Parachute (Torso Dummy)

Dummy Image

Available Models

  • Humanetics - 131-001


The Parachute Dummy (Torso dummy) has evolved into its present form primarily on the basis of continued use by United States Government parachute test groups. The present version is the most rugged dummy ever developed - it is capable of withstanding repeated free falls with minimal or no damage.

Dummy Features

The torso corresponds to a 95th-percentile male, 6 feet 1 inch tall. The torso weighs 188 + 2 lbs. The normal weight of a young male of this stature is 211lbs. Hence, there is a nominal 23-lb weight allowance for instrumentation. The torso structure is a steel weldment, terminating at the base of the neck and at the shoulders in steel flanges which mate with manganese bronze caps.
The structure is machined to receive instrumentation packages, which extend into the torso. The torso is terminated in a de-mountable steel 'kick-plate,' providing access to the stub-leg instrumentation cavities. 
Two chest cavities are provided, each with its own flesh covering, for installation of accelerometers or other instrumentation and for junction strips and wiring.
The flesh is molded of a very tough vinyl about the torso structure. Although this dummy, when instrumented, has a weight corresponding to a man 6-feet 1-inch tall, it will reach a higher terminal velocity due to the absence of arms and legs which produces lower drag. It will also rotate faster than a human due to lack of human energy-absorption, lower moment of inertia, and lack of dynamic response.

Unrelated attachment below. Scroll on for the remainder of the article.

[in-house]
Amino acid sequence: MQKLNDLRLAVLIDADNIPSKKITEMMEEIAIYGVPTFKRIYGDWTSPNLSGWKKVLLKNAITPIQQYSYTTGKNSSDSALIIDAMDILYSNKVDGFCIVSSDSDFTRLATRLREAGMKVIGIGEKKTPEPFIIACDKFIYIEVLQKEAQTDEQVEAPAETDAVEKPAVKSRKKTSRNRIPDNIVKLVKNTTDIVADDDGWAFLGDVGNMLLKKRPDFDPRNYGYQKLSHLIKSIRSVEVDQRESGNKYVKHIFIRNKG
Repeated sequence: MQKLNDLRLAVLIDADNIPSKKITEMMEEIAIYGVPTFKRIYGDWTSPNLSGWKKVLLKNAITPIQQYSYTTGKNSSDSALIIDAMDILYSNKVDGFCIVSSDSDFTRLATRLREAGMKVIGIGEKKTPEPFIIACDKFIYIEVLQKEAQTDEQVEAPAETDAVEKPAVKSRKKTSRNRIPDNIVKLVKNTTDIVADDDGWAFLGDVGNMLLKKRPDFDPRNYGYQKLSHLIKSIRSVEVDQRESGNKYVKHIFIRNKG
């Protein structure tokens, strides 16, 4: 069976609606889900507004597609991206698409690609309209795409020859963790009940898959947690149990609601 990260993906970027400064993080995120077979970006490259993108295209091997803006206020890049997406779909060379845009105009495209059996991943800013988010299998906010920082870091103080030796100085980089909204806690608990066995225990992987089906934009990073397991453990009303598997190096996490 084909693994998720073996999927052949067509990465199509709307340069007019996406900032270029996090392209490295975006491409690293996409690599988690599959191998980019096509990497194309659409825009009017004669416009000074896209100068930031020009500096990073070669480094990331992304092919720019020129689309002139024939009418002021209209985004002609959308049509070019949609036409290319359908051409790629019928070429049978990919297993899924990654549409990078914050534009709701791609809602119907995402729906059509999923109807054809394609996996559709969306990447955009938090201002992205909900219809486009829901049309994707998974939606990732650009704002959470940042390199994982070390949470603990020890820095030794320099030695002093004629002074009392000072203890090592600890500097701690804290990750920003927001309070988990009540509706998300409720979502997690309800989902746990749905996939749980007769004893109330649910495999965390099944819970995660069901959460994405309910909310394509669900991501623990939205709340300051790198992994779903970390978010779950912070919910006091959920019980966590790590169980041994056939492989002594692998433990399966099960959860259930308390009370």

The dummy is furnished with all tools needed for assembly and disassembly. 
The 131-001 Parachute Dummy is a modification of the previous PA-001 parachute dummy design, and has become the standard parachute dummy supplied by Humanetics.
The weight, external dimensions and general design of this dummy are the same as those of the PA-001 parachute dummy. The color of the vinyl body is spectral white, which sharpens the contrast of the dummy on event films. 
Provision was made for slightly larger instrumentation cavities in the torso to accommodate modern battery packs with foam padding and for enlarged instrumentation space. Internal ducting between the instrumentation cavities and the neck, arm, leg, and body sections was enlarged and augmented to facilitate wiring.